It’s always interesting to hear how some travel organisations perceive the cost of analytics as expensive and how they are a small company that can’t afford the investment. Is that a sensible decision?
Triometric is in the business of providing highly detailed, real time analytics on API traffic, platform performance, client activity, product availability, revenue/pricing and traveller behaviour data all carefully processed into actionable insights. That’s a lot and that’s one side of the equation. As a significant provider of analytics in this sector, we work with a wide range of clients in terms of size, situations and requirements so well placed to share some thoughts on the subject.
The reality is that running blind is a shortcut to business failure and having bad analytics is probably even worse because it is misleading. Quality analytics, like most things required to run a business is an investment and it should generate a return. The question is what are the numbers?
Whilst one of my favourite characters is Scott Adam’s Dilbert who claims that “made up numbers are just as good as real ones”, I haven’t entirely followed his lead in picking a set of entirely reasonable but rounded numbers to illustrate my point.
Consider a growing hotel distributor that handles approximately 100 million searches into their API on a daily basis. As a reasonably profitable business they will likely drive a bookings value (TTV) of somewhere around £150,000 per day.
A decent analytics service delivering a good level of insights but not every last detail, operated on their behalf with a decent amount of cloud infrastructure to crunch through their 100 million requests per day could cost in the region of £40,000 per year. So roughly the equivalent of an employee.
At £40k per annum, that’s £110/day so around 0.07% of TTV.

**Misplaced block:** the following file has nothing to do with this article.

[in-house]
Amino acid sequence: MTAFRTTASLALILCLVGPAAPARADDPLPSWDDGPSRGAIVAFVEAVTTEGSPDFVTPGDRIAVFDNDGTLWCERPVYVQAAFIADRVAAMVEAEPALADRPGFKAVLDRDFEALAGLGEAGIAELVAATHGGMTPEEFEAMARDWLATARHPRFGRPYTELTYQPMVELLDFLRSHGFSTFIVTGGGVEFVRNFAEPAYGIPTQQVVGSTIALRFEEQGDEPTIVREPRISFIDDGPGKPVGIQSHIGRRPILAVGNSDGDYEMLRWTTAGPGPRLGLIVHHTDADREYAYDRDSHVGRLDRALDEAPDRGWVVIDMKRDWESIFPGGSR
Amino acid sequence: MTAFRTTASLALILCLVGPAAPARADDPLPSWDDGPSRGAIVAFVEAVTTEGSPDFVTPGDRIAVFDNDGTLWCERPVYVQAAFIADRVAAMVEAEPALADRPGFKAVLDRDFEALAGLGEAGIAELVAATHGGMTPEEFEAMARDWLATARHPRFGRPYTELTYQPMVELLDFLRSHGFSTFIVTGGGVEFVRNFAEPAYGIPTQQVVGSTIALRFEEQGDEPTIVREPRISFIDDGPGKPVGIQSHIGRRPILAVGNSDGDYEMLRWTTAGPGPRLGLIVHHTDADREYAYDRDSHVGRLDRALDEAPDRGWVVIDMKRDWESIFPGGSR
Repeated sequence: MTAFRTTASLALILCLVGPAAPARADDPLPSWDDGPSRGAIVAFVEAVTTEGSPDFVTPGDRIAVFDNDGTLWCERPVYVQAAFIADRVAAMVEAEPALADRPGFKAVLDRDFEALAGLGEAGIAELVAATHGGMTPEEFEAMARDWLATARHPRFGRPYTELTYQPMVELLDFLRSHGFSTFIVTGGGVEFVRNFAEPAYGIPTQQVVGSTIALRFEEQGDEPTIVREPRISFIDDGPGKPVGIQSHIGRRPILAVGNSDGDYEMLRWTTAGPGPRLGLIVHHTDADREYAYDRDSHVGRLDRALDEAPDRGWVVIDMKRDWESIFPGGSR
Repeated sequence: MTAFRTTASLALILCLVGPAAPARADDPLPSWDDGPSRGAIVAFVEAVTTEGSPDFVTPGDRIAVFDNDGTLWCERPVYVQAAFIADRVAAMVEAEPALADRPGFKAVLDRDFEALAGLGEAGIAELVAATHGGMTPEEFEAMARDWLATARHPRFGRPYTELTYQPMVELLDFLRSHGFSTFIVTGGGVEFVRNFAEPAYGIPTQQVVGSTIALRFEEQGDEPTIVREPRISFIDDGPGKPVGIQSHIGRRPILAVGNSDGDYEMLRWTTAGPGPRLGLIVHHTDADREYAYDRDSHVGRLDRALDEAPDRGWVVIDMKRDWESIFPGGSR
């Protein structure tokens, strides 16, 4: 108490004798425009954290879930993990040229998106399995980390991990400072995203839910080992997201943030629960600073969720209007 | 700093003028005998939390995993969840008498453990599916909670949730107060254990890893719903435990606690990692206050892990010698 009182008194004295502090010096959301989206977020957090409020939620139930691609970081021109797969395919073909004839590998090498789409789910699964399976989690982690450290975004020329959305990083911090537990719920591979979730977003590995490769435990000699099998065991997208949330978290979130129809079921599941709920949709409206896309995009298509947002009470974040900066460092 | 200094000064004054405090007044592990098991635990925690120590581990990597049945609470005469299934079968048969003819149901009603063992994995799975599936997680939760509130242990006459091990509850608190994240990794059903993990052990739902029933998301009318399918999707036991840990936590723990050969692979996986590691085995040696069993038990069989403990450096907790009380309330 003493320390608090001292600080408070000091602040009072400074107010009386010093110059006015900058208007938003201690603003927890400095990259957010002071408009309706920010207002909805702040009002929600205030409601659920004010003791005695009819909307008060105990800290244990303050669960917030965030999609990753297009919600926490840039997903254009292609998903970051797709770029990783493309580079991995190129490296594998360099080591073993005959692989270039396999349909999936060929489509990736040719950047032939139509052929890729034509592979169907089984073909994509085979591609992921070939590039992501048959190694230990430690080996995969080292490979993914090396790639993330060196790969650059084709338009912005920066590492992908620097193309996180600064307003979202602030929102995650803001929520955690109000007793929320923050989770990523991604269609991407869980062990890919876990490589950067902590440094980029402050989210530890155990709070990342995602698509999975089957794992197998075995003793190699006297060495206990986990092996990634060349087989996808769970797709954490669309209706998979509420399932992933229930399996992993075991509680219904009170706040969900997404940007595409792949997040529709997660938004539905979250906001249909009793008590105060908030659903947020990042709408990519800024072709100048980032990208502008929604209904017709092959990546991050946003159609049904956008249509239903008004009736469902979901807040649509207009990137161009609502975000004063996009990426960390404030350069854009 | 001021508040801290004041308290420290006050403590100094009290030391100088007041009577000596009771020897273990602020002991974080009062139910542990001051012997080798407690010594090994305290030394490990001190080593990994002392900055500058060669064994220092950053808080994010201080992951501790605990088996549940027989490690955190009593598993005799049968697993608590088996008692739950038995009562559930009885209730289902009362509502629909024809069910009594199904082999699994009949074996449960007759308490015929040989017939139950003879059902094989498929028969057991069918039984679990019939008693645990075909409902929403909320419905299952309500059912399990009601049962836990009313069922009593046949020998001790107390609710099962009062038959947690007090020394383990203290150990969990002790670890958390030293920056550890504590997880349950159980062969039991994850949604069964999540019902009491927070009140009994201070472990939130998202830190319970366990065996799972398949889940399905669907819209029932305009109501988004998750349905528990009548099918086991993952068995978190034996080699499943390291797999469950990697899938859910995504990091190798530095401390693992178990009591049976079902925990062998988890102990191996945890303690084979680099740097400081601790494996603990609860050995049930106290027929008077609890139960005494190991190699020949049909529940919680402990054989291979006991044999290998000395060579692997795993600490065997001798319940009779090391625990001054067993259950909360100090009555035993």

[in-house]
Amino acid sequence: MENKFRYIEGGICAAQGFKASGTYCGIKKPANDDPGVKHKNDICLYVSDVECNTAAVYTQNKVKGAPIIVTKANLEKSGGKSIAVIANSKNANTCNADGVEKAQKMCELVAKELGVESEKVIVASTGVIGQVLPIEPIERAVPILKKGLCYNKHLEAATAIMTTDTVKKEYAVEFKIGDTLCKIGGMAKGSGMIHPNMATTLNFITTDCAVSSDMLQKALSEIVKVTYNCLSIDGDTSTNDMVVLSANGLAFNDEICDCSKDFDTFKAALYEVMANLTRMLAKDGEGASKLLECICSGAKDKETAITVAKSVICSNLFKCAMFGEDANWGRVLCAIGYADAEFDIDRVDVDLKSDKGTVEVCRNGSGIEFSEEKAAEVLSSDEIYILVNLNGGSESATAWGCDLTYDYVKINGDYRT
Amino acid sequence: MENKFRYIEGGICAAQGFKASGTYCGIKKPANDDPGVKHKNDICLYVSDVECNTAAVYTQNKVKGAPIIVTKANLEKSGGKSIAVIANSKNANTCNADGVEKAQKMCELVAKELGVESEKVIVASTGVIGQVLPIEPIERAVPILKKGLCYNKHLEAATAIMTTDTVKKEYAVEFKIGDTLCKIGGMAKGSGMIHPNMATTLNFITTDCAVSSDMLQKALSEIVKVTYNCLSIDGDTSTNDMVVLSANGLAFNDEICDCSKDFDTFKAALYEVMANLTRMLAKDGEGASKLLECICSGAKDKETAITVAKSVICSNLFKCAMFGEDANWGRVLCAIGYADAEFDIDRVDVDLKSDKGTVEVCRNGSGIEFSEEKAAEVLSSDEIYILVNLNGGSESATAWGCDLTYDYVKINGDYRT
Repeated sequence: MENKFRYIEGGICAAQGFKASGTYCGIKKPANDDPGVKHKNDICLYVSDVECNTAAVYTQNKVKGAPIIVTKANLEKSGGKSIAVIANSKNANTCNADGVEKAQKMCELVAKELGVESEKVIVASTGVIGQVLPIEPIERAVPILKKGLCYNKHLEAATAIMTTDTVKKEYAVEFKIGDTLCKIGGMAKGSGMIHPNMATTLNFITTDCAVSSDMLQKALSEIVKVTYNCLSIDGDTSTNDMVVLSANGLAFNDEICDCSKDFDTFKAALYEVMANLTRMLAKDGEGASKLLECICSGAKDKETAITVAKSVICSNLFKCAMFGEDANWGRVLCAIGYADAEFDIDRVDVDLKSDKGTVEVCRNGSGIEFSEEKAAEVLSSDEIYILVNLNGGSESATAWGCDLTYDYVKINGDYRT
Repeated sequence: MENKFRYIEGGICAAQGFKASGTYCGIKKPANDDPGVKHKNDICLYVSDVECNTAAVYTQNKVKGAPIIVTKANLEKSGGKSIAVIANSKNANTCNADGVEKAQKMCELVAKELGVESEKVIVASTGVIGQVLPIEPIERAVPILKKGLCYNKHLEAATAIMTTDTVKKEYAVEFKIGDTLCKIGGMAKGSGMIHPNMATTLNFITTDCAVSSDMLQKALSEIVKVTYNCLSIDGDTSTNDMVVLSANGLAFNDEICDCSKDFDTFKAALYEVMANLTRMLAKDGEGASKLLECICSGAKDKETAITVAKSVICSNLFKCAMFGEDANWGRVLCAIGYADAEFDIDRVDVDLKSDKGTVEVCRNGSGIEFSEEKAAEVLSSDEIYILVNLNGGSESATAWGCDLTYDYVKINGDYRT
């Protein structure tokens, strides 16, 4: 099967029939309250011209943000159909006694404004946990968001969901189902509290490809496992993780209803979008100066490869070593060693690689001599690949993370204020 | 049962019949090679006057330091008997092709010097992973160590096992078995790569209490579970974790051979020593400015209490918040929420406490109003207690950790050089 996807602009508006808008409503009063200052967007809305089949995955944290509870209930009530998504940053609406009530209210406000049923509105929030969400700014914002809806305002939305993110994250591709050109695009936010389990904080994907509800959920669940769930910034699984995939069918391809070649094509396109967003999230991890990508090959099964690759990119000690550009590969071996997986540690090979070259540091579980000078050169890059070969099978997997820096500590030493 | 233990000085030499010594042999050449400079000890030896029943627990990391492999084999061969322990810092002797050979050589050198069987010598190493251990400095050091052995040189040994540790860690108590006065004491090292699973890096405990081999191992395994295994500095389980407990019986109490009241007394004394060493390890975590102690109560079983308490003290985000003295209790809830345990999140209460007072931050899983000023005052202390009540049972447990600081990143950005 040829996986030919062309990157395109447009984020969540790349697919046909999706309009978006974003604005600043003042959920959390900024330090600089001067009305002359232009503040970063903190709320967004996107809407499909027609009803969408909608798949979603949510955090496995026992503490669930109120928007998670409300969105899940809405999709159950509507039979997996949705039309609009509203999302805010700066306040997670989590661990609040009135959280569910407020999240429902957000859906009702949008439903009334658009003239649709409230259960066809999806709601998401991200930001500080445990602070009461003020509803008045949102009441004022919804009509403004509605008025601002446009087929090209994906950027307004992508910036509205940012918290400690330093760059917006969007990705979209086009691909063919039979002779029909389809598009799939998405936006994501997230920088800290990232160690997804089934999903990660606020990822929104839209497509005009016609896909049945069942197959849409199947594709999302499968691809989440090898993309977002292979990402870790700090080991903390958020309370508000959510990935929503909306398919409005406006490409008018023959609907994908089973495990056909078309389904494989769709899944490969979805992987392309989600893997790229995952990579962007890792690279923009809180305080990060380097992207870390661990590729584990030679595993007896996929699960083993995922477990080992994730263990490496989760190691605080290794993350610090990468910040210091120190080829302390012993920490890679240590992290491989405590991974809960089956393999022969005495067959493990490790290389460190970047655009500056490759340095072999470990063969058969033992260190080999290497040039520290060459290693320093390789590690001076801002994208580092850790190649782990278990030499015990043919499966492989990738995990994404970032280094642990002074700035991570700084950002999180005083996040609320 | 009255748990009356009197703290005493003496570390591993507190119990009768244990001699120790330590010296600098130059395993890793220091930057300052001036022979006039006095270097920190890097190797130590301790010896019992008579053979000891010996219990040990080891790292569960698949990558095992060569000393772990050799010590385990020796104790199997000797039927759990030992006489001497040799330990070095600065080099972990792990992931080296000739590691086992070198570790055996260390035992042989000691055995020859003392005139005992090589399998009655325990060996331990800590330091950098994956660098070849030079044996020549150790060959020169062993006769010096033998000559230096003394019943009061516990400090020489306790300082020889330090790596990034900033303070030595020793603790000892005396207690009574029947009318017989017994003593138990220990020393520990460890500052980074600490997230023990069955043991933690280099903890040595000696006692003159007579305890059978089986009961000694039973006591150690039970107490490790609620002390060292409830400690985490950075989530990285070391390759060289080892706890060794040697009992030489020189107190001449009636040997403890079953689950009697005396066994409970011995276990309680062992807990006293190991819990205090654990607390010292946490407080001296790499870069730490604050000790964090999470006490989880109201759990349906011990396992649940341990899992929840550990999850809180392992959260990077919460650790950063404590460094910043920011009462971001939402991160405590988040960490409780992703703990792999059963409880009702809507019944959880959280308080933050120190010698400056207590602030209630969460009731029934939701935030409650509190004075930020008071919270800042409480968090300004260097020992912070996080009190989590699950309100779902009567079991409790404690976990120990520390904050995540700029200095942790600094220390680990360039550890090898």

Most hotel distributors, especially those with growing inventories and new clients, are constantly battling to ensure that they have products to offer but the reality is that probably only 60-70% of requests are responded to successfully and/or include product offers. The flipside is that somewhere around 30-40% of requests are simply a missed opportunity. This is ahead of any consideration about what is being offered or at what price.
Without getting deep and technical it is very believable that there is plenty of head room to improve the successful response problem by at least 1%. Assuming the look-to-book ratio remains unchanged (it should improve!) then the TTV will also increase by 1%.
Since the analytic investment is 0.07% of TTV, a 1% improvement would represent a return on investment of around 14 times and an increase in TTV by some £547,000 per annum.
With the right attention to resolving issues identified by the analytics, there is no reason why gains shouldn’t be significantly better than 1%. Our 1% target is derived from fixing basic response challenges before considering the sea of optimisations around client management, product pricing and product relevance that will significantly improve look-to-book ratios.
In short, especially when the competition is investing, not having analytics becomes a real cost.